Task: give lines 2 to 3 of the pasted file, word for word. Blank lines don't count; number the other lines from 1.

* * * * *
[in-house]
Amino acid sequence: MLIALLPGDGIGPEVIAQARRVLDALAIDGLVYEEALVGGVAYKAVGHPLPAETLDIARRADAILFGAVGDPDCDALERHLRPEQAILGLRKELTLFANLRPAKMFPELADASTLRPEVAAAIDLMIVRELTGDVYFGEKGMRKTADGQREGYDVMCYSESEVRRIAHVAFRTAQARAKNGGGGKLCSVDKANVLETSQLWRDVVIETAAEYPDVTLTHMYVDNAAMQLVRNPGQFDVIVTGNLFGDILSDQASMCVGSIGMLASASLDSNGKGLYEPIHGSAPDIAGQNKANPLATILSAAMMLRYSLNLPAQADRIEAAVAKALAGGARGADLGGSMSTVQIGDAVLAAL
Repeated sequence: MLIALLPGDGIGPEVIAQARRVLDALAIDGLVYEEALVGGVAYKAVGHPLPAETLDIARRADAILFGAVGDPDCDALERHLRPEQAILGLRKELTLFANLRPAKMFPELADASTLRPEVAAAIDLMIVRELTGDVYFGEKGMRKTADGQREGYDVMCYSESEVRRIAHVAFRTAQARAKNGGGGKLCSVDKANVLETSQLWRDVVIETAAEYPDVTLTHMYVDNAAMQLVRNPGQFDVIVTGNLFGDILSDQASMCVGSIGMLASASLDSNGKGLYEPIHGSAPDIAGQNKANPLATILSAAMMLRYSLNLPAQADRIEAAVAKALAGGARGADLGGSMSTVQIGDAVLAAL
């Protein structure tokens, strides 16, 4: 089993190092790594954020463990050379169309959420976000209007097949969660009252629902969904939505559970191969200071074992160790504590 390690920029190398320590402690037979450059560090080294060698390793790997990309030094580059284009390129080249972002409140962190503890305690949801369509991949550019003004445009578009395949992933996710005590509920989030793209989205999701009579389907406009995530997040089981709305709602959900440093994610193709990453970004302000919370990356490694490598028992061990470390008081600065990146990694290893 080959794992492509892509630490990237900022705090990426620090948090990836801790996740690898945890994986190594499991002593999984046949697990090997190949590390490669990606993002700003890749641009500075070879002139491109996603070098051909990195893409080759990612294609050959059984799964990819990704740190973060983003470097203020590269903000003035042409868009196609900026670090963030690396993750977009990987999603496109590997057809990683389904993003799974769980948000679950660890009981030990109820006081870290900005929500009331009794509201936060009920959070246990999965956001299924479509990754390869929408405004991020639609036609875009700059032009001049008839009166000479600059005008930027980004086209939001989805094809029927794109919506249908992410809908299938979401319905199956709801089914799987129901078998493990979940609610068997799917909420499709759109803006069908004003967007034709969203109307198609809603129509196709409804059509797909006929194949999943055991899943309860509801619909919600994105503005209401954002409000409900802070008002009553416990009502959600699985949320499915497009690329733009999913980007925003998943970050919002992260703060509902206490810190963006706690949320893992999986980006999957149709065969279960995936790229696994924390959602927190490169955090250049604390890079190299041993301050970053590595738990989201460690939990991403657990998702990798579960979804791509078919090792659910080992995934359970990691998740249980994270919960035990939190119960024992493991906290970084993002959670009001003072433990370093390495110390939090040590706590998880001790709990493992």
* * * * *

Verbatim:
Amino acid sequence: MLIALLPGDGIGPEVIAQARRVLDALAIDGLVYEEALVGGVAYKAVGHPLPAETLDIARRADAILFGAVGDPDCDALERHLRPEQAILGLRKELTLFANLRPAKMFPELADASTLRPEVAAAIDLMIVRELTGDVYFGEKGMRKTADGQREGYDVMCYSESEVRRIAHVAFRTAQARAKNGGGGKLCSVDKANVLETSQLWRDVVIETAAEYPDVTLTHMYVDNAAMQLVRNPGQFDVIVTGNLFGDILSDQASMCVGSIGMLASASLDSNGKGLYEPIHGSAPDIAGQNKANPLATILSAAMMLRYSLNLPAQADRIEAAVAKALAGGARGADLGGSMSTVQIGDAVLAAL
Repeated sequence: MLIALLPGDGIGPEVIAQARRVLDALAIDGLVYEEALVGGVAYKAVGHPLPAETLDIARRADAILFGAVGDPDCDALERHLRPEQAILGLRKELTLFANLRPAKMFPELADASTLRPEVAAAIDLMIVRELTGDVYFGEKGMRKTADGQREGYDVMCYSESEVRRIAHVAFRTAQARAKNGGGGKLCSVDKANVLETSQLWRDVVIETAAEYPDVTLTHMYVDNAAMQLVRNPGQFDVIVTGNLFGDILSDQASMCVGSIGMLASASLDSNGKGLYEPIHGSAPDIAGQNKANPLATILSAAMMLRYSLNLPAQADRIEAAVAKALAGGARGADLGGSMSTVQIGDAVLAAL